Greeting your clients with the stethoscope hanging around your neck probably has the greatest impact on how they perceive you as a respectable and trustworthy doctor. Stethoscopes are widely used in human and veterinary medicine as the single, most reliable direction-giving tool. Both veterinarians and physicians always tend to examine their patients with a stethoscope first, before suggesting additional tests. They have been used for about two centuries now, and are definitely going to be used for the days to come.
There are many stethoscope models on the market and it’s hard to decide which one to purchase if you never owned one before. Although any stethoscope used in human medicine can also be used in veterinary medicine, there are some specifics regarding this diagnostic tool that will make the life of a vet a lot easier. Stethoscopes with longer tubes are preferred with vets because some animals can frighten and don’t always allow intimate contact. Also, vet stethoscopes must be easy to clean as they get dirty all the time.
To explain this, we must first clarify the difference between traditional stethoscopes and Littmann stethoscopes. Traditional stethoscopes have two sides on the chest piece, the diaphragm intended for capturing higher frequencies, and the bell used for lower frequencies. Littmann stethoscopes possess dual frequency membranes and can detect both high and low frequencies with both sides of the tool’s chest piece. Simply altering the pressure put on the patient the doctor can listen to low-frequency sounds with lighter pressure or high-frequency with firm pressure with a Littmann.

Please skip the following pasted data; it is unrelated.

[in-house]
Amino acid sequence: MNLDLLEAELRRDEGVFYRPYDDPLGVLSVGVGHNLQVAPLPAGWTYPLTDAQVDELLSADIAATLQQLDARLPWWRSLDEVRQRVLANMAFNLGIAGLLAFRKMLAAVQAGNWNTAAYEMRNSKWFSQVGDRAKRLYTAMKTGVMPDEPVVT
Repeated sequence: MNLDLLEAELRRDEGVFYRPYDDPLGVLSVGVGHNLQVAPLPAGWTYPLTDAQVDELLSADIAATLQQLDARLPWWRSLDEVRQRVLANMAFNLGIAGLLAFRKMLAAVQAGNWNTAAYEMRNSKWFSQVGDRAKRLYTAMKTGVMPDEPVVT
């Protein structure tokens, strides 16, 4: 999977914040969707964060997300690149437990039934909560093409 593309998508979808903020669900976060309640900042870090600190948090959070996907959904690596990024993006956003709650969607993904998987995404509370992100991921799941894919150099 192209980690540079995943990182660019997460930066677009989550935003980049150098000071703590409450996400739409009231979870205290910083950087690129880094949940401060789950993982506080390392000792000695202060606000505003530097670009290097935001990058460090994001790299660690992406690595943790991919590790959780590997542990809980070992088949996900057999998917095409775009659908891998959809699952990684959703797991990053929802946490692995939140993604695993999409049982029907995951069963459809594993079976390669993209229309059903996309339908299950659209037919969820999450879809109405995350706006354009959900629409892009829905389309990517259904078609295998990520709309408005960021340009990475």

Traditional stethoscopes are mostly used by medical or veterinary students, as well as by general and family medicine practitioners. Pulmonologists, internists, and cardiologists need precise auscultation and often use high-performance models of stethoscopes.
Compared to human medicine specialists, veterinarians are highly encouraged to examine their patients with stethoscopes used by pediatricians. The main, determining difference in these stethoscopes is the smaller diameter of the bell and the diaphragm. The smaller size makes it easier to effectively isolate various sounds. It will be best if the stethoscope is a Littmann model. As there are animals quite different in size and weight, a vet needs to choose a model of Littmann stethoscope that best suits his patients’ needs (ex. infant model for babies and exotics, or pediatric model for medium-sized). Other than that, every stethoscope is a suitable stethoscope as long as the one listening to the sounds knows how to recognize if something is wrong.
Few examples of veterinary stethoscopes: